As of today, neither the Washington Post nor the New York Times has reported the discovery of a memorandum by the head of Iraqi intelligence which, if genuine, shows that Saddam’s government trained Mohammad Atta and conspired with him prior to Sept. 11. Now, I don’t know whether the memo is genuine or not, but the provisional government of Iraq, which discovered the memo, swears that it is. It seems to me that the fact that the Iraqi government claims the existence of this information is a huge news story. Not to report it is ridiculous.
This morning Robert Kaiser, Associate Editor of the Washington Post, conducted an online chat session. He explained why the Post has blacked out news of the memo:
“Annapolis, Md.: Will the Post be looking into the story reported by the Telegraph about connections between Abu Nidal, Mohammad Atta and Saddam Hussein? Very likely to be untrue, but would be immensely significant if true. And there’s no mention on the Post’s Web site about it yet.
“Robert G. Kaiser: If we put every rumor and story in the British press (not to mention many others around the world) on the Web site, you’d be dizzy–and no wiser. The Post does not print other papers’ uncheckable ‘exclusive’ stories. And I can tell you that there have been dozens of bad–that is, wrong–ones over recent months. The Telegraph, Daily and Sunday, has not earned our respect for accuracy or careful reporting.”
There you have it: we decide what you need to know, and what might only confuse you. Note the absurdity of Kaiser’s reply. He says the Post hasn’t printed the report because it doesn’t trust the Telegraph. But wait a minute–there isn’t any doubt that the Telegraph accurately reported that the Iraqi provisional government claimed to have discovered the Atta memo. No one in the Iraqi government has disavowed the Telegraph’s report. The issue isn’t whether the Telegraph’s reporter is credible, but whether the Iraqis who say they discovered the memo are credible. And there are all kinds of ways that reporters and others use to evaluate the authenticity of a document. The Post has no knowledge whatsoever whether the memo is genuine or not genuine. They are simply choosing not to report its existence because they don’t like the political implications if, in fact, it is authentic.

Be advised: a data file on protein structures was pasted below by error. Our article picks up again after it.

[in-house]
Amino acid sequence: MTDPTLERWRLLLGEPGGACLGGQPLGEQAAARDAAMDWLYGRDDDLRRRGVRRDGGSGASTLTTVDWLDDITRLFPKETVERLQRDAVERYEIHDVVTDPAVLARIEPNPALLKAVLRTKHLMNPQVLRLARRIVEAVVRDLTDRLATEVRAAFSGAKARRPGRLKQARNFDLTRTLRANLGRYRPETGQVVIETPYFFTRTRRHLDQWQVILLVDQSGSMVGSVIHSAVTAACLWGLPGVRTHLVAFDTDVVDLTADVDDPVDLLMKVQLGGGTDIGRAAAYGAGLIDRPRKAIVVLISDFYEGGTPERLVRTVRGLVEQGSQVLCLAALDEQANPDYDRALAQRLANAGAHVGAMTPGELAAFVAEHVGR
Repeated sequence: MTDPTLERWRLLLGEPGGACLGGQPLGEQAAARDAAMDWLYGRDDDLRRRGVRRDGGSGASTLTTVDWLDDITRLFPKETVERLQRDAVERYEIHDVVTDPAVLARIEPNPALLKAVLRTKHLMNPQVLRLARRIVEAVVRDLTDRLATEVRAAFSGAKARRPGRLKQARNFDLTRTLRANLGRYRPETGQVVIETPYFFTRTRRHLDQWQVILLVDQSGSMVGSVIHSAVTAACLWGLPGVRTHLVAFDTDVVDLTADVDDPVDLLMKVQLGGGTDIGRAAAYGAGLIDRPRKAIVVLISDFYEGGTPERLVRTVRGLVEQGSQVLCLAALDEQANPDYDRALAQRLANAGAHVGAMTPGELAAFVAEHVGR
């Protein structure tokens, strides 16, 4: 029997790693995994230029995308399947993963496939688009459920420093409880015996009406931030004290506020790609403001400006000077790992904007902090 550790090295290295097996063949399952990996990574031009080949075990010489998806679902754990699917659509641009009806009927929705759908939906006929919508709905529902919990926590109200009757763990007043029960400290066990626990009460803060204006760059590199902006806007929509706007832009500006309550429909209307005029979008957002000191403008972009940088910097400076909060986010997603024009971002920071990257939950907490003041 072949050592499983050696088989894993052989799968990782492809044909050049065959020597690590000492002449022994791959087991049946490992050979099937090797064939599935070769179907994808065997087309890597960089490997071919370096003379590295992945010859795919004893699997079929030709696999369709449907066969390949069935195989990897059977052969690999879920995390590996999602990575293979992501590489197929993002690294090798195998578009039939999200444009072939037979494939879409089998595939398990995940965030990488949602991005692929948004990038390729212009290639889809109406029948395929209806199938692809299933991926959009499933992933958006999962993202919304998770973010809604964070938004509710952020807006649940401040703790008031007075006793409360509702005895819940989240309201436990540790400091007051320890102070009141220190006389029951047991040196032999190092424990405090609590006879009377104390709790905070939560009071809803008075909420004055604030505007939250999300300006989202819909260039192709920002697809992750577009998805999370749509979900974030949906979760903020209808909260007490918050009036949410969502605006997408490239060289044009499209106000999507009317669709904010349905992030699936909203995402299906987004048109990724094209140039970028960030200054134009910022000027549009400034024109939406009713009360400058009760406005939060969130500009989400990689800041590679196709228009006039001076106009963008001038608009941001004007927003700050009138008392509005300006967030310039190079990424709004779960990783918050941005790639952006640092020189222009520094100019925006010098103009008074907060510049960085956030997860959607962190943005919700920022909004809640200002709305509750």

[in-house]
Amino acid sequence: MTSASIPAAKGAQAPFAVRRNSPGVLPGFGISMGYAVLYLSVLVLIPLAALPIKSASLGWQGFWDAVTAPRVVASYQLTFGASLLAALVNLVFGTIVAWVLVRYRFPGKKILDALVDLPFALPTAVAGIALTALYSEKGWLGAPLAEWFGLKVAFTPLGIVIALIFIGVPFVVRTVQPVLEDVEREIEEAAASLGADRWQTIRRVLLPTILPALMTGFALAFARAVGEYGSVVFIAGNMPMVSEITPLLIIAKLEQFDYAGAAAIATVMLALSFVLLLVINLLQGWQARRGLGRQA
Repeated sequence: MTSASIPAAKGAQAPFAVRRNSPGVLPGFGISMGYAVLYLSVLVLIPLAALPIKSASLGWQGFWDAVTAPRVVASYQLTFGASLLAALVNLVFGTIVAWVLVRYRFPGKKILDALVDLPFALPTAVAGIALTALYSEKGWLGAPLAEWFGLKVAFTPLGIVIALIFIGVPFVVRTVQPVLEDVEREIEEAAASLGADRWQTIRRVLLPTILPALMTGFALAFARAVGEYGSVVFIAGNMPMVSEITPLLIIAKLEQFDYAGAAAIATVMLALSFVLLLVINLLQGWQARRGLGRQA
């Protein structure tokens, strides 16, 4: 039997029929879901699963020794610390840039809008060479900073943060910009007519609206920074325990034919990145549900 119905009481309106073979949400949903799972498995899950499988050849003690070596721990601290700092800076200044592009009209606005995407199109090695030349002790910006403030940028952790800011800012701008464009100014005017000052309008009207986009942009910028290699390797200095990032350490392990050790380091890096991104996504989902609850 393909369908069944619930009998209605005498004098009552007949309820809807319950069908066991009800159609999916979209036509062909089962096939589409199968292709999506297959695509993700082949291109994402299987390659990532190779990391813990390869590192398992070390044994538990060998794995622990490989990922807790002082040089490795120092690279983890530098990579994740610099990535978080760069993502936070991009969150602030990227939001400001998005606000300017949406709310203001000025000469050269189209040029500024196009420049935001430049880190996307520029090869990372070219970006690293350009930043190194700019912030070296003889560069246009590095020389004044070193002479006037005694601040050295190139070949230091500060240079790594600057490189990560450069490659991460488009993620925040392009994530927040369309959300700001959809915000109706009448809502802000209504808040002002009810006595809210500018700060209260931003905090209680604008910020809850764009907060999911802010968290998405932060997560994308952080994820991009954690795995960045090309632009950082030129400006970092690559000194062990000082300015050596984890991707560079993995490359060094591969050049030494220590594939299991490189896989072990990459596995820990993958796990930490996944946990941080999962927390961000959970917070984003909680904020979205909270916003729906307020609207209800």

The Post’s general attitude toward the war is no secret, as this exchange demonstrates:
“Eureka, Calif.: Why do so many people seem to believe that with Saddam’s capture the war is now over? Are they really so naive as to think the Iraqi resistance to U.S. occupation is going to suddenly evaporate? Does Saddam’s capture change the fact that the U.S. is engaged in an illegal occupation of a sovereign country, and that the majority of Iraqis want the U.S. forces to leave their country?
“Robert G. Kaiser: thanks for your comment. I love your giant redwoods in Eureka! ‘Illegal’ is obviously a loaded word, but without endorsing its use, I agree with you. The U.S. still faces huge problems in Iraq and the entire Middle East, and capturing Saddam does not solve any of them.
“Chicago, Ill.: This war was originally sold as a necessary action to prevent a ‘mushroom cloud’ appearing over the U.S. — and has been in typical media hyperventilating fashion, reduced today to a ‘we got Jesse James’ melodrama.
Do you actually think that Hussein’s capture will make a whit of difference to Islaamists who hated him anyway, or normal Iraqis who abhor being occupied?
“Robert G. Kaiser: More of the same. And I agree with you, too.”
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